This instalment of Dave's fab four story, finds them crossing borders with difficulty and checking out Armenia on their travels. If you have missed their thrilling tale up to now you have missed a treat so click here to read the story so far

Yeravan is a city I was barely aware of, the capital of a country I knew little about. One interesting fact is that it is the oldest Christian country.


Armenia has been independent since 1991 having been part of the Soviet Empire for 70 years. Oh sorry that’s another interesting fact.


A million or so people live in Yeravan, we came in from the southwest and the first landmark of note was a very large empty vodka factory. We stopped to search the Garmin for a suitable place to stay and after a few attempts found some rooms in a block of flats in downtown Yeravan.

Architecturally Yeravan is clearly a Soviet city but not in the usual Eastern European style. The buildings are very grand as well as imposing.

“How Much Tequila (Did I Drink Last Night)”?

Walking into the centre of town we came to an area with dozens of outdoor restaurants and bars offering a wide choice of food and drink. The imperative was to watch that night's World Cup game and a cracker it was too. Germany 2 – 2 Ghana, not the result that Dirk was hoping for but a great game and in a fantastic setting. Milky was keen to seek out the 'Heisenberg Bar' as featured in ‘Breaking Bad’ but despite his best efforts it proved to be elusive. We finished the evening in a basement bar drinking tequila. I like this city!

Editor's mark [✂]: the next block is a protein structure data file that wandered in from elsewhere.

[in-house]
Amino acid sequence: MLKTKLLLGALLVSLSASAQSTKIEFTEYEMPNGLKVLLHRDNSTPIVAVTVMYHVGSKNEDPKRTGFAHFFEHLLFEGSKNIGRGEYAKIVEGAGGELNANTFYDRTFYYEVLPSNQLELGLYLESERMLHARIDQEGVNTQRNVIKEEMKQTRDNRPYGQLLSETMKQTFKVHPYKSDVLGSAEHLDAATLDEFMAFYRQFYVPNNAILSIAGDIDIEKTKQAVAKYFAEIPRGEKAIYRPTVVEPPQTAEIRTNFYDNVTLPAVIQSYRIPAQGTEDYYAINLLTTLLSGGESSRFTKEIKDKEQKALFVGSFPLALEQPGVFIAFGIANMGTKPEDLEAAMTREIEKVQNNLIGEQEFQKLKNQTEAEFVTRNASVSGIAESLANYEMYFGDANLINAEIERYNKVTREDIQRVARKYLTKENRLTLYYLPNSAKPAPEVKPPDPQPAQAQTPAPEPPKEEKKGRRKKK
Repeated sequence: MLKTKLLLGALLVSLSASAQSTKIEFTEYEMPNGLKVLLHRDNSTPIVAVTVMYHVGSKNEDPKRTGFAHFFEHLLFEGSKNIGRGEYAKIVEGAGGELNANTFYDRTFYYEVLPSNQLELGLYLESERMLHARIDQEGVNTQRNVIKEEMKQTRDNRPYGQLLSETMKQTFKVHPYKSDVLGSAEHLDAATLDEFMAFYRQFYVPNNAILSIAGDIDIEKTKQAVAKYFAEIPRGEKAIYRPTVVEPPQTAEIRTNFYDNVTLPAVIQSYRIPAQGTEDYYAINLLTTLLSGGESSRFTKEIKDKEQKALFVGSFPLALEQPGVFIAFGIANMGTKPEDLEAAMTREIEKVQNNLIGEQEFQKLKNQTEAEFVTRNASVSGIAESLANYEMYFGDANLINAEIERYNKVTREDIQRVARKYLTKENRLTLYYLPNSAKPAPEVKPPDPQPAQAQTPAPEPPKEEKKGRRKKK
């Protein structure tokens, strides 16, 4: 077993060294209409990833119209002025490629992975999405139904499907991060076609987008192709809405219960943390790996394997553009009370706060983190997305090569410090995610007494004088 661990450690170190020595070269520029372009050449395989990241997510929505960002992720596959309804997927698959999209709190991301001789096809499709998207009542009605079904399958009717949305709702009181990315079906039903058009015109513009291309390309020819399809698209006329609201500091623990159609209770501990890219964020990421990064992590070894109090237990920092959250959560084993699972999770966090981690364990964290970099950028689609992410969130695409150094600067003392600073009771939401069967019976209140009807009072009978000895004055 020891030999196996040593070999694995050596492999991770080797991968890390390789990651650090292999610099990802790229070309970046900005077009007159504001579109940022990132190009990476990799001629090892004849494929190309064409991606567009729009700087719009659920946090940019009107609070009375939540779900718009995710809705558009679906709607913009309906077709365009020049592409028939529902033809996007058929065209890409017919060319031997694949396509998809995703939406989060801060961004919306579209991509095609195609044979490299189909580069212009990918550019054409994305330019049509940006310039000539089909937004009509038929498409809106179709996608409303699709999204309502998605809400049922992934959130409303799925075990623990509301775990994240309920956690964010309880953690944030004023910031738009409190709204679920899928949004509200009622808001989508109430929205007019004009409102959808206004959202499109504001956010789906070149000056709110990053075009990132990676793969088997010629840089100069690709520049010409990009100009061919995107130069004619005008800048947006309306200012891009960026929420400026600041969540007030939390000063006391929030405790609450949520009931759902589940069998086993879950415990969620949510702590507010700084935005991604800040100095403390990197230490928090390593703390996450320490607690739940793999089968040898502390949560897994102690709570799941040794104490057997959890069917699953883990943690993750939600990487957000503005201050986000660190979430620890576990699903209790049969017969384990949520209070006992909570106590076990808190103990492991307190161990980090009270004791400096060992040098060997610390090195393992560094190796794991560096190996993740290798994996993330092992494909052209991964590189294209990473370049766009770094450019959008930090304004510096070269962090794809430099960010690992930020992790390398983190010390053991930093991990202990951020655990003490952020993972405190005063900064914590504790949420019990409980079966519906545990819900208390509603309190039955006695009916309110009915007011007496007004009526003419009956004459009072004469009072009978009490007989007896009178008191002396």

The next day had been set aside for sight seeing and there is plenty to see. After wandering for an hour or so stopping to have coffee and cake we found ourselves at the magnificent Cafesjian Museum of Art. It is an incomplete project that was started by the Russians who ran out of cash. Later a philanthropist took up the mantle and carried on the task till he ran out of money. Now the state is attempting to finish the project. As you might imagine it is a large project and the scale is impressive.


The museum is built into a hillside with a number of terraces each with water features on a grand scale. There is art from around the world on each of the terraces and on the indoor floors as well as on the way up to each of the floors that you see when you ascend the escalators that take you from one floor to the next. The view from the top terrace over the city is spectacular. Later that afternoon I went on a quest to find some decent oil for my bike. We had reached the half way point in our journey and an oil and filter change was in order. It took a while but in a quiet back street there is a tyre shop that also has a fine selection of car and motorbike oils. So I was able to treat the KTM to fresh oil and filter, also I changed the air filter too, the one in there was more than ready to come out.